One leasing agent explained to us that the laundry facility, located in each building, was free. He pointed out that was a savings over having a washer and dryer in the unit (as we prefer), since you don't have to pay the electricity to do your laundry. Of course, one would have to be willing to juggle laundry times with neighbors.

Also, not every apartment community which has a laundry facility offers it for free (I haven't seen this very often), nor do all apartment communities who have laundry facilities have a laundry room in every building. If it's down the road, will you drive your laundry there, get a cart of some kind, or carry it? Will you go back and forth or wait for it, or maybe go to an off-site, commercial laundromat once a week?


When I looked for my first apartment, I found the apartment complexes to be more money than I wanted to pay, and I decided my best option was renting from a woman whose upstairs level was an apartment.  It was a very nice place. 

A few years later, still single but in a different, more expensive, state, I walked into a trailer park and asked the manager if she had anything I could rent.

She said, "Our trailer park is for retired people.

Undaunted, I said, "I don't throw parties. Does that make a difference?"

She smiled and said, "Yes, it does!" and she rented me a little travel trailer for a low price that I could easily afford. 

I soon got lonely and rented a bedroom from a friend; but I'm just saying that there were alternatives.

I don't know if it's the times, the place, or that I have a family now; but I haven't seen as many alternative ideas recently. However, I do know a small family in California who rents the garage of a friend as their living quarters.


There are many sites for looking for apartments. I got started using Apartment Guide back when I used to get the paper copies at the grocery store, before we had a PC, and I've just never left. I know they don't list every apartment though, so it's good to use more than one source.

I go for the reviews; I don't pay much attention to the numbers. Often, people only post ratings and reviews when they have a complaint. I love where I live and yet the numbers are currently low. Sometimes people even post reviews without having taken their complaint to management, or they broke a lease and are mad that the apartment management is holding them to it. Most apartment companies would, so it's not a good way to compare one apartment with another.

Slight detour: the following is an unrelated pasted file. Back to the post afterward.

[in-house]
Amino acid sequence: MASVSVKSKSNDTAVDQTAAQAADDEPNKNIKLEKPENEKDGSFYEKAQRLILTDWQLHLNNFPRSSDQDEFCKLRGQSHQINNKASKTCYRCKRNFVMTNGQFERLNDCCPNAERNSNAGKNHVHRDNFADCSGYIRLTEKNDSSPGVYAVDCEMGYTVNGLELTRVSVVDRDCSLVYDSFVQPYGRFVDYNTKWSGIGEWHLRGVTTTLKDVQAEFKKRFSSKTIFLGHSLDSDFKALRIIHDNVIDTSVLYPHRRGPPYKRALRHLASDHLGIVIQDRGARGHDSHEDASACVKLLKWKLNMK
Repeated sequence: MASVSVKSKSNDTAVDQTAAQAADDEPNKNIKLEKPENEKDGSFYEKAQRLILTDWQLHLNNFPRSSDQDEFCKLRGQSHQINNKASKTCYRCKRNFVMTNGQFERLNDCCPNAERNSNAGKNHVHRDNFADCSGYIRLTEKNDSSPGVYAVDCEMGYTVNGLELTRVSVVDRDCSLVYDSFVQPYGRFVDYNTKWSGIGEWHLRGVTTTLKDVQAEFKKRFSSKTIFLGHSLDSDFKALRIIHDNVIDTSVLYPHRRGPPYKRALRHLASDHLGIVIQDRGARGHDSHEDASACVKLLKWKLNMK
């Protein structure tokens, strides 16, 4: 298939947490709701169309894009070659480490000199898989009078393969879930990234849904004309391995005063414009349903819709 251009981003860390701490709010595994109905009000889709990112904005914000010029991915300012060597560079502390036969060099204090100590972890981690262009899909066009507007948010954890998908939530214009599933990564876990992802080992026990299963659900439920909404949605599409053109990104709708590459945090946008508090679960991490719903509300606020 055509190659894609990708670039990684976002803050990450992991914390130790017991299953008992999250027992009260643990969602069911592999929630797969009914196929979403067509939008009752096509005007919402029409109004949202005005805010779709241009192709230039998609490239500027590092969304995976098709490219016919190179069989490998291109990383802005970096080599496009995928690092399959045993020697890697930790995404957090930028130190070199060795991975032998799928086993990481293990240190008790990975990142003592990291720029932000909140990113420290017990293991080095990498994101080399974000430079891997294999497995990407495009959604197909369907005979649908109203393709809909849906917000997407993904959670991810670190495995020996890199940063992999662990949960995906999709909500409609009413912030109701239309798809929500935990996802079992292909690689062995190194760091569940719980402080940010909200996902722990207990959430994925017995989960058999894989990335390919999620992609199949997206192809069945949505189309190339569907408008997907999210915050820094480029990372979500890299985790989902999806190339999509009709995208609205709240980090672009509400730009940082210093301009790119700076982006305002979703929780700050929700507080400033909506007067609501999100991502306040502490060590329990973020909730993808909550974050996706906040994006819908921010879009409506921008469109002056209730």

So, the reason I am suggesting Apartment Ratings (or any apartment reviews) is to look at what types of complaints do people have? No place is perfect in this world, but what kinds of problems are you willing to deal with? If someone says that children run around, I don't mind that; I like children. If they say the management isn't friendly, I don't mind whether people are friendly or not, if they do their job. But there are some other kinds of problems that are red flags to me.

I used to love this venue, but they seem to offer less pinpointed information for free than they used to. However, I can still sometimes get some general ideas about an area.

This is a friendly-looking site with grades for cost of living, crime, etc., although it seems to me that it's often more about a general area rather than a neighborhood.

How "walkable" is an area? This is a good first look. But what I really like to do is Google the address and look on the map to see what's around. How close are grocery stores and other services?  If something is close, how hard is it to get there? Is it on the same side of the road or is there a high-speed, multi-lane road to cross?

How close are schools? A school being within easy walking distance might be a plus or a minus, depending on whether you are looking for your children to be able to walk to their grade school or whether you want to avoid being too close to a high school.


If I'm not familiar with an area or a neighborhood, I like to look up shopping plazas and places of worship. Is the shopping center still there, with many of the shops still in business? Can you find what people say about it? Is there an active place of worship that you would attend? What can you find out about it from a website or Facebook page? I'm not concerned here with their web-building skills (or even if there isn't a website, in which case, hopefully I can find another source). I'm looking for whether or not it might be a good fit.

Again, if and when you're able, there's nothing like actually going into the community, getting a feel for it, stopping at a store, going to a church, whatever you can do to learn more about an area.

Good luck

If you are looking to relocate, I hope a few of these tips might help you in some way. I've had fun gathering them together for you today. I hope this will help you with the quest; and I hope, like me, you will have fun with it, too!